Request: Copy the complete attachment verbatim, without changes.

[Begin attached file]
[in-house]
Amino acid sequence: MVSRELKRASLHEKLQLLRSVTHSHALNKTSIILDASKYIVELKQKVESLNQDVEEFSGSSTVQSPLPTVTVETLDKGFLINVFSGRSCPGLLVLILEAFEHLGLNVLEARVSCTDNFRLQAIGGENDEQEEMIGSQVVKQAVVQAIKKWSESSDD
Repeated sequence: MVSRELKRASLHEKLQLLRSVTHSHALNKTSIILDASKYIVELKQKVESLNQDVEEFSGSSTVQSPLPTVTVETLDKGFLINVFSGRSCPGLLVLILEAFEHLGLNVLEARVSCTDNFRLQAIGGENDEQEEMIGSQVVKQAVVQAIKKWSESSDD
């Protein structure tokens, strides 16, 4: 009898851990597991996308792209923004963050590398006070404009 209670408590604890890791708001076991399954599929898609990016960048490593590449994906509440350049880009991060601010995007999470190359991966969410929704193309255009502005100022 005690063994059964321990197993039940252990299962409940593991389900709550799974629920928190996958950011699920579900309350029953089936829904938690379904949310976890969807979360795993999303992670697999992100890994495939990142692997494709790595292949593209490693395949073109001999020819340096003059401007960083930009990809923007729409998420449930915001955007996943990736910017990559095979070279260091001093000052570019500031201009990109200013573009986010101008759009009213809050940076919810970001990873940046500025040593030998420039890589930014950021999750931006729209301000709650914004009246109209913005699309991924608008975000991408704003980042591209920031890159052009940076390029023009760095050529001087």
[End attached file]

[in-house]
Amino acid sequence: MVSRELKRASLHEKLQLLRSVTHSHALNKTSIILDASKYIVELKQKVESLNQDVEEFSGSSTVQSPLPTVTVETLDKGFLINVFSGRSCPGLLVLILEAFEHLGLNVLEARVSCTDNFRLQAIGGENDEQEEMIGSQVVKQAVVQAIKKWSESSDD
Repeated sequence: MVSRELKRASLHEKLQLLRSVTHSHALNKTSIILDASKYIVELKQKVESLNQDVEEFSGSSTVQSPLPTVTVETLDKGFLINVFSGRSCPGLLVLILEAFEHLGLNVLEARVSCTDNFRLQAIGGENDEQEEMIGSQVVKQAVVQAIKKWSESSDD
């Protein structure tokens, strides 16, 4: 009898851990597991996308792209923004963050590398006070404009 209670408590604890890791708001076991399954599929898609990016960048490593590449994906509440350049880009991060601010995007999470190359991966969410929704193309255009502005100022 005690063994059964321990197993039940252990299962409940593991389900709550799974629920928190996958950011699920579900309350029953089936829904938690379904949310976890969807979360795993999303992670697999992100890994495939990142692997494709790595292949593209490693395949073109001999020819340096003059401007960083930009990809923007729409998420449930915001955007996943990736910017990559095979070279260091001093000052570019500031201009990109200013573009986010101008759009009213809050940076919810970001990873940046500025040593030998420039890589930014950021999750931006729209301000709650914004009246109209913005699309991924608008975000991408704003980042591209920031890159052009940076390029023009760095050529001087």